Who Would You Want: Tyson Chandler, Nene Or Marc Gasol?

Okay, so this summer’s free agency isn’t as exciting as last year’s apocalypse. There aren’t Hall of Famers available. No one is trying to team up. The Decision will just be the decisions this time. But that doesn’t mean very good players aren’t out there. And three of the biggest free agents are, quite literally, three of the biggest, a trio of centers who all have different strengths: Tyson Chandler, Nene & Marc Gasol.

All three are available to anyone interested. Gasol is just a restricted free agent (Memphis can match any offer made), while Chandler and Nene are unrestricted. There are already rumors that teams (Toronto, Sacramento) will be stepping up to the plate soon with massive offers. But if you had the choice, who would you pay? Chandler and his athleticism and shot-blocking? Gasol and his youth, brute strength and touch? Or Nene and his toughness and talent?

We argue. You decide.

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Tyson Chandler
Tyson Chandler is the honey badger of the NBA. If you don’t know what that means, watch the video. If you don’t want to watch the video, just know that honey badgers have been given the title of most fearless creature in the animal kingdom. In short, they’re not the king of the savannah, but that doesn’t matter. They eat cobras, fight lions and are generally just nasty. Honey badgers don’t give an “ef.”

And that’s why Chandler is the best free agent center prospect if we ever figure out this whole “flock route” thing. He’s now been the center on a national team and NBA squad, all because he’s about winning, using all six of his fouls if need be and generally causing uncertainty when opposing players bring the ball into the paint.

While Nene and Marc Gasol are better options offensively as far as big men go, it’s Chandler who has the characteristics of a winning centerpiece (no pun intended) for a title squad. In a Ron Artest sort of way, Chandler is not one to be judged by numbers. Here’s where the honey badger parallels come into play.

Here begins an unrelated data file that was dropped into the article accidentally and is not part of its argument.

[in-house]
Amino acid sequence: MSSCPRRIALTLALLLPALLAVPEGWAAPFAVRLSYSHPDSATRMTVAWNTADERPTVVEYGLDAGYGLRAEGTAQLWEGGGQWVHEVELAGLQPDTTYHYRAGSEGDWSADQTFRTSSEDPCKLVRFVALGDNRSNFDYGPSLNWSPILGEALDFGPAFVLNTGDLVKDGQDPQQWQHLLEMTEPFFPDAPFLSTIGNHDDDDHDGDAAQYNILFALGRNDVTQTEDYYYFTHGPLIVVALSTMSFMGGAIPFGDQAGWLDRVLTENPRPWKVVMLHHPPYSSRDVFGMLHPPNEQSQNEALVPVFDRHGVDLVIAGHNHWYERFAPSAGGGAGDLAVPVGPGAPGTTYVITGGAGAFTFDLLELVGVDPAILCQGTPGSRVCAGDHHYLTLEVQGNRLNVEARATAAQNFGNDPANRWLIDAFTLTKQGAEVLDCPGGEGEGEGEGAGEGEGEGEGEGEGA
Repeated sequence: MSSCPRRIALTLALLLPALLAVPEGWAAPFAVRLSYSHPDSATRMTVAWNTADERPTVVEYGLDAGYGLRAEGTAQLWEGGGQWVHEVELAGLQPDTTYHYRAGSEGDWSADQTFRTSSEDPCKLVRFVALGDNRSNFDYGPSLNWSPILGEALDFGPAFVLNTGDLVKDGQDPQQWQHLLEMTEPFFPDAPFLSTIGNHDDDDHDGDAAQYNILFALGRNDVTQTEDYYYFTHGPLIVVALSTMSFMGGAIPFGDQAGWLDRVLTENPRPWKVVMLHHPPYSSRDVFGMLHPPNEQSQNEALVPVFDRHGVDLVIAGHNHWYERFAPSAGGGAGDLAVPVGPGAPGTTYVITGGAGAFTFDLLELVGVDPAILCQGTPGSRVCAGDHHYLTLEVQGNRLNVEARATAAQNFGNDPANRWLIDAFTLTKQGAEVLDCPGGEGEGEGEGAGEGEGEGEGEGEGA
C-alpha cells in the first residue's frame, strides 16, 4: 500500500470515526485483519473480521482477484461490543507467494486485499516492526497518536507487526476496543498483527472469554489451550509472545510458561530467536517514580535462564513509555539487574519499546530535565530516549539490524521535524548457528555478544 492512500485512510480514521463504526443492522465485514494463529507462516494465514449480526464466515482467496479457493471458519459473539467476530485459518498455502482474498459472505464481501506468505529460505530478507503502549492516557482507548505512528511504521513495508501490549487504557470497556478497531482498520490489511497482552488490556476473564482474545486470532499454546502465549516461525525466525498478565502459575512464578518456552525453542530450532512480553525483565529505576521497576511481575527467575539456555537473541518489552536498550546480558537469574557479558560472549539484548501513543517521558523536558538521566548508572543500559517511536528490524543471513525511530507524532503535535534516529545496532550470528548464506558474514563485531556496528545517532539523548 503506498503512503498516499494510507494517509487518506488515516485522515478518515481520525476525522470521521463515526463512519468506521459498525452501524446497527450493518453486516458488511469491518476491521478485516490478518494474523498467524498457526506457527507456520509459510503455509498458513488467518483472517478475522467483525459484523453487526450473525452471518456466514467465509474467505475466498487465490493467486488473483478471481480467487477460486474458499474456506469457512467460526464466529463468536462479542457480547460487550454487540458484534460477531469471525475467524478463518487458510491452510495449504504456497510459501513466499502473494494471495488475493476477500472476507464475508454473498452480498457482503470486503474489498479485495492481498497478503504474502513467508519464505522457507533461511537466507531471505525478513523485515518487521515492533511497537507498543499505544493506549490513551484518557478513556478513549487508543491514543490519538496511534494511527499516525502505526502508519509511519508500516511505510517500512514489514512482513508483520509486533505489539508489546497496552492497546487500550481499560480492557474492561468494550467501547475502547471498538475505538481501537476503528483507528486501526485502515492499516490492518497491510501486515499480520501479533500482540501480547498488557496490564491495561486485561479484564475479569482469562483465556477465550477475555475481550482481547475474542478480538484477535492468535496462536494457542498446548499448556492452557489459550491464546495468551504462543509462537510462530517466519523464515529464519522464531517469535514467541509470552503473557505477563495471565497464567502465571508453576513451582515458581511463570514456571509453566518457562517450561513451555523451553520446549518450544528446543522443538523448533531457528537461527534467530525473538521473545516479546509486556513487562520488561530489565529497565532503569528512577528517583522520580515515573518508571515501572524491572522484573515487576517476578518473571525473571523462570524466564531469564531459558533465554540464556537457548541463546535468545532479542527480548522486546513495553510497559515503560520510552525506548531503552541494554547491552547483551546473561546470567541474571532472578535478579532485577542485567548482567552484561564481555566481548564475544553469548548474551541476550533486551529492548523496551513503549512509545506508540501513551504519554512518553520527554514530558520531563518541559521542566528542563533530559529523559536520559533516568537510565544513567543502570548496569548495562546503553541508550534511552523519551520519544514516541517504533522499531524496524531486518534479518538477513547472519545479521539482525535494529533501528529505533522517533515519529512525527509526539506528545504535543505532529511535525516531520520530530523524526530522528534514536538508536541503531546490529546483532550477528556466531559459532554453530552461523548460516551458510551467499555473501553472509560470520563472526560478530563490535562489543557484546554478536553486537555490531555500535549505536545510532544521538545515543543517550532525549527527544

Chandler won’t complain about minutes or touches, and he knows that his role and success of it depends solely on how he plays on the defensive end. He’ll take the stings of losing minutes to Ian Mahinmi if the reward is a title, just as a honey badger will take the stings of bees if it means he’ll taste the sweetness of their honey. So if you’re going to build an NBA team that has the right pieces for a championship, Tyson’s your man.

Though I say he’s not a numbers guy, the stats still make a case for Chandler. Both Gasol and Nene had their highest scoring seasons in their careers at 14.6 points per game (Gasol in ’09-10 and Nene in ’08-09), but would you take that four-to-six-point gain on the offensive end when you know that Chandler could save you that and more on defense? And even though he’s been in the league for a while, he’s a month younger than Nene and rebounded at a better pace than both of the other guys – in less minutes nonetheless.

Chandler will get the job done no matter the obstacles, just as a honey badger will confront a fierce jungle cat after attempting to steal its antelope meal from a tree. Sure, sometimes it won’t work out, but it’s not for lack of trying. For a team, that edge could be the difference between a solid season and an NBA Championship.

The big knock on Nenê Hilário has always been that he is injury-prone. Well, in the past three years, he has been fighting to get healthy again. He has put together three seasons in which he played 75, 77 and 82 games. This summer, he chose not to play for the Brazilian National team to focus on his NBA career.

Now as many teams know (especially the Portland Trail Blazers), picking up injury-prone players is a high-risk, high-reward decision. But why not take that risk? Nenê is the free agent this summer with the highest upside. He is 6-11 with elite athleticism and a great post game. Centers have a tough time guarding him because of his unique game and we haven’t seen what he is capable of at the power forward position much either.